MANTLE AND AMD OMEGA
For those of you who are not familiar with AMD’s Mantle API, it is an API for games similar to DirectX11. AMD developed it to help developers get “Closer to the metal” similar to how consoles can utilize the hardware more effectively. One of the biggest changes is its underling ability to utilize multiple core scaling for CPU workloads, as well as its overall reduction in CPU overhead.
This API is currently in Battlefield 4, Thief, Sniper Elite 3, Civilization Beyond Earth, Plants VS Zombies Garden Warfare, Dragon Age: Inquisition, Battlefield Hardline and the upcoming space simulation game Star Citizen. We are not sure how much more the number of Mantle supported games may grow at this point, since both DirectX 12, and Mantle’s spiritual successor Vulkan are on the horizon, regardless it is a useful feature to have.
Provided courtesy of AMD, we can see the above graph showcases the potential increase in performance with Mantle versus DirectX 11 in games like Theif, this increase is shown in both CPU, and GPU bound environments. With the former showcasing the largest increase of just over 50%.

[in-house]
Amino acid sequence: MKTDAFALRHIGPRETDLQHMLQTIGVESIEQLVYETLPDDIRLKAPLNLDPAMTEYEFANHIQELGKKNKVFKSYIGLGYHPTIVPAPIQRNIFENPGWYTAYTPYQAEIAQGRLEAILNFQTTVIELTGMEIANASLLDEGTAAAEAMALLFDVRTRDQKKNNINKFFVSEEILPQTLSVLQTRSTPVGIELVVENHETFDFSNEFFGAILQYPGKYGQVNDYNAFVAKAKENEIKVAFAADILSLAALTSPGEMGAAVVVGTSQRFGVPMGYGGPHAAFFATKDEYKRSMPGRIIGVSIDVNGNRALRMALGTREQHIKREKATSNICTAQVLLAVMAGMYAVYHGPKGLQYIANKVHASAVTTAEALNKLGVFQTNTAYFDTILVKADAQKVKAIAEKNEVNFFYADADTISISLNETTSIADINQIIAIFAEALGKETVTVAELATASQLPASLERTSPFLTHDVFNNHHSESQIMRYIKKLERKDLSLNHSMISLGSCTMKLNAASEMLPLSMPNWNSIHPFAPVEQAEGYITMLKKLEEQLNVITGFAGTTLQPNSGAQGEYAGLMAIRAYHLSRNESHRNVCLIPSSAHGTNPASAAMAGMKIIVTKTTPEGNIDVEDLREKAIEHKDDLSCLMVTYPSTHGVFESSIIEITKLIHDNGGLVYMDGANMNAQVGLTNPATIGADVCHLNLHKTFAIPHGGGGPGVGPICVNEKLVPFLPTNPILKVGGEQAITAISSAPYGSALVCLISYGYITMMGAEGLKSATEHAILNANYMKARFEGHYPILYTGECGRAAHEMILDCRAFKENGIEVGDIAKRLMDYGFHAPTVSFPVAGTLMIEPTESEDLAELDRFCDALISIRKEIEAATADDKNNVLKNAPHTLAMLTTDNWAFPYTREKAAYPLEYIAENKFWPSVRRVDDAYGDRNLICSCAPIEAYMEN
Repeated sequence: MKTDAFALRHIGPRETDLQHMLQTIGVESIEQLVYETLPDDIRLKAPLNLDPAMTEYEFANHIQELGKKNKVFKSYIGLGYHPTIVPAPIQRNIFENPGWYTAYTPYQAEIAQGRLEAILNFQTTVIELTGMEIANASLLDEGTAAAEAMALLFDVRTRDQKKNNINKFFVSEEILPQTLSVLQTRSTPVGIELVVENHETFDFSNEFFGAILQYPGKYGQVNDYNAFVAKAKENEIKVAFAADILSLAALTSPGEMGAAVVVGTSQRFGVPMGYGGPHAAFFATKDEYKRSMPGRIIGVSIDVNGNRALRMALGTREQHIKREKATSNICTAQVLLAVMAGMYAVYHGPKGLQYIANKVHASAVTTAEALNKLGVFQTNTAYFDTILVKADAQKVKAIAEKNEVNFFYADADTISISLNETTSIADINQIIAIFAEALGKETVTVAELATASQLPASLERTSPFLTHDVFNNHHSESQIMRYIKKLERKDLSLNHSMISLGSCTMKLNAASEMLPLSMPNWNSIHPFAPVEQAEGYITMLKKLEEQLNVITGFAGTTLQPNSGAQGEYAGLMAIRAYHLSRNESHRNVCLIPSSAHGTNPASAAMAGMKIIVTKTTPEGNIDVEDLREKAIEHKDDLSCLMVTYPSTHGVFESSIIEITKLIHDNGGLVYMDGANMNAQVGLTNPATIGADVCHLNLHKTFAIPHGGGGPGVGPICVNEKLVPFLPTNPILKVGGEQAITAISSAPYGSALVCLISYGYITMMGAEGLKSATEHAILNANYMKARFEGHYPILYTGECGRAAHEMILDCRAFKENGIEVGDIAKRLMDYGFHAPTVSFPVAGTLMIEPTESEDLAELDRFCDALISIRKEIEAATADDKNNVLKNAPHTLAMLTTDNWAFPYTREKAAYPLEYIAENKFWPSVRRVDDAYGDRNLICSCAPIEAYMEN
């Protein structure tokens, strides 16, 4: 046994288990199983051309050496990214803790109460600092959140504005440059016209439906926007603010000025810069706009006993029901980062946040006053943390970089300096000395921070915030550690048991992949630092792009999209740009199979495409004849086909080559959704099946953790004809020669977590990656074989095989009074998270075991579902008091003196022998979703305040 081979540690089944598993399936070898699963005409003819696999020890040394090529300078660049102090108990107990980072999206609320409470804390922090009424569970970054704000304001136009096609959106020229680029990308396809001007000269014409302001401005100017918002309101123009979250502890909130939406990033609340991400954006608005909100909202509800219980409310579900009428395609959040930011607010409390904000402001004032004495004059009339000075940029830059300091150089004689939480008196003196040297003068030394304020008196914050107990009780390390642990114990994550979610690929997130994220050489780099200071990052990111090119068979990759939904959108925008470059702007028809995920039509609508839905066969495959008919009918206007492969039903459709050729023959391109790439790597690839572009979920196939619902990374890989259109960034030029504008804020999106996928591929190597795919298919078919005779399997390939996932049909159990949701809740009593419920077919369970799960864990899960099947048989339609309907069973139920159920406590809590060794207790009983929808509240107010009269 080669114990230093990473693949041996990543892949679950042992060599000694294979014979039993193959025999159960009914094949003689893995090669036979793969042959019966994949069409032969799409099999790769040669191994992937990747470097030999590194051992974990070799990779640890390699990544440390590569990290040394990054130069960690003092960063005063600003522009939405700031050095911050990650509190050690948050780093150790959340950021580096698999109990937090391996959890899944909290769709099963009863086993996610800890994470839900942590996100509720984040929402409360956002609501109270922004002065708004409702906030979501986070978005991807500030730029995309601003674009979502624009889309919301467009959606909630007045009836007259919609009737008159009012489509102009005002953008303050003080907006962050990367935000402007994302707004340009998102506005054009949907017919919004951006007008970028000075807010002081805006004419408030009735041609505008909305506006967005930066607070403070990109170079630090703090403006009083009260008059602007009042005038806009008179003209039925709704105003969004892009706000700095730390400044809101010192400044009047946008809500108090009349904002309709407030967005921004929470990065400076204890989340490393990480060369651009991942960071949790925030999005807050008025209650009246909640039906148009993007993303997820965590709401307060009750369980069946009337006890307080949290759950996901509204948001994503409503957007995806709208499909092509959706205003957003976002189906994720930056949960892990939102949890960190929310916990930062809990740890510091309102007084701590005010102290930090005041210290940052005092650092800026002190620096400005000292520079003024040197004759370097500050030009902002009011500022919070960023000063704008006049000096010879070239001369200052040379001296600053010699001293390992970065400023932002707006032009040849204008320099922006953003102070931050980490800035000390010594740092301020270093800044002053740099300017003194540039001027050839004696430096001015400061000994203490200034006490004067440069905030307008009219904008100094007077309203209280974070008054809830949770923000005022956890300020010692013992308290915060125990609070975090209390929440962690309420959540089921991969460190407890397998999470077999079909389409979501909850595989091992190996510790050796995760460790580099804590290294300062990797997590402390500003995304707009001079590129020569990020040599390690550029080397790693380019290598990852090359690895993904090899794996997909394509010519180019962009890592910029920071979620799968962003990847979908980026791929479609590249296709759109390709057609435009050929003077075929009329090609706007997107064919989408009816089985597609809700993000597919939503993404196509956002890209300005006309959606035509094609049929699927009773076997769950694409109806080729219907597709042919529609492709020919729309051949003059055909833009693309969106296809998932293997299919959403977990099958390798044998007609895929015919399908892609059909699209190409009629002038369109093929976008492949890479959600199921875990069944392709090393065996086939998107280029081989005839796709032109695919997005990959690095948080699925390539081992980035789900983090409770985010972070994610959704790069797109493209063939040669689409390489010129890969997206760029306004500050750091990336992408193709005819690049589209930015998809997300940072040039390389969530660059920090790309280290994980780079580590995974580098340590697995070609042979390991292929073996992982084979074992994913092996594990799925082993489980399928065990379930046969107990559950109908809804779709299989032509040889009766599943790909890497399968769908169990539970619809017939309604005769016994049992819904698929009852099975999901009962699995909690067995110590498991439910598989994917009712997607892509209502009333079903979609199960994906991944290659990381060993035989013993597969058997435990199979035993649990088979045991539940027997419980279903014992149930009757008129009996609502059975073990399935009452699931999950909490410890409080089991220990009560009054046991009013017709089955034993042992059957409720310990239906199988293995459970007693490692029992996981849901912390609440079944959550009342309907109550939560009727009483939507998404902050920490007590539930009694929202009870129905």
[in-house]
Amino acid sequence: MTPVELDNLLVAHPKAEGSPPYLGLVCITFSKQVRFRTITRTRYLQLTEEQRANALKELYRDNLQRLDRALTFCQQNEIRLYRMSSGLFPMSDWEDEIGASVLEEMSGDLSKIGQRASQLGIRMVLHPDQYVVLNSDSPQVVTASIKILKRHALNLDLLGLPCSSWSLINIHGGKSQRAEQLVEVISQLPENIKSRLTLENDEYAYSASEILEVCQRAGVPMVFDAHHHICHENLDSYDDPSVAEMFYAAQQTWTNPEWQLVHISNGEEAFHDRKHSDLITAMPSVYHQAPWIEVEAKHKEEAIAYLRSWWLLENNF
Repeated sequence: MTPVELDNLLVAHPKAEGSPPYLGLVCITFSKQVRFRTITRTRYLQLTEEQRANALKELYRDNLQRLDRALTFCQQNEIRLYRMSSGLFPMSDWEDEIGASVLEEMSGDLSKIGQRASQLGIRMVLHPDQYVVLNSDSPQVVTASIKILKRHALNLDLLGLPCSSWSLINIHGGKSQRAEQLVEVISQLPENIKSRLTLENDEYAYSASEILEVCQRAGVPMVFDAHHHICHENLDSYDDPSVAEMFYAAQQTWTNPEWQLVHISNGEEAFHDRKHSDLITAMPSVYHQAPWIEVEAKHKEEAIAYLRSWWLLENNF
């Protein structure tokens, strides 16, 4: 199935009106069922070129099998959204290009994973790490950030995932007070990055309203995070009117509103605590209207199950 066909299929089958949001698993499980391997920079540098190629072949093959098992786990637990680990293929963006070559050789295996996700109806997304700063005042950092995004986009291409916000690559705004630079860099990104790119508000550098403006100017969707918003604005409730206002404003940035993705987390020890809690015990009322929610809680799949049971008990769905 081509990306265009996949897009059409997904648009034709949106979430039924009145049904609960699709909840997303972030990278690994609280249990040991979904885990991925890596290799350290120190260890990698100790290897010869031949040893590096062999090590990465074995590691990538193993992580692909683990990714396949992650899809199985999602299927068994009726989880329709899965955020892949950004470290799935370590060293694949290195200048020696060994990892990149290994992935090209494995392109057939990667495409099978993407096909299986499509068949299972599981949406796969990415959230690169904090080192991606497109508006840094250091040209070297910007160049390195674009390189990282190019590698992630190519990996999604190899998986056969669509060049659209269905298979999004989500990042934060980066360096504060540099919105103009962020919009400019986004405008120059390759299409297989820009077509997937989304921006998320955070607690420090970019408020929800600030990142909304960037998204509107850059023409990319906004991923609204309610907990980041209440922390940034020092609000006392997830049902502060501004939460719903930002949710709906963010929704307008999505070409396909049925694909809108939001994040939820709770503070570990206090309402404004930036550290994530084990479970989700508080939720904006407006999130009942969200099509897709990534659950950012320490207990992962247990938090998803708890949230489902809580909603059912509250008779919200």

AMD had worked for over 6 months giving their driver a makeover and adding a wealth of new features, as well as performance leaps and bug fixes. AMD put a lot of time and effort into these new special edition drivers, which they wanted to name something different to help them stand out from the usual releases. AMD also says to expect one major driver release such as Omega, per year.
AMD claims performance improvements across a variety of titles, averaging 10% better performance over previous drivers, and even as high as 19% in Bioshock: Infinite.
AMD has also worked on frame pacing for dual GPU systems. The Omega driver now focuses on bringing these enhancements to APU and GPU dual graphics configurations which should allow for less frame time variance, and reduce micro-stuttering.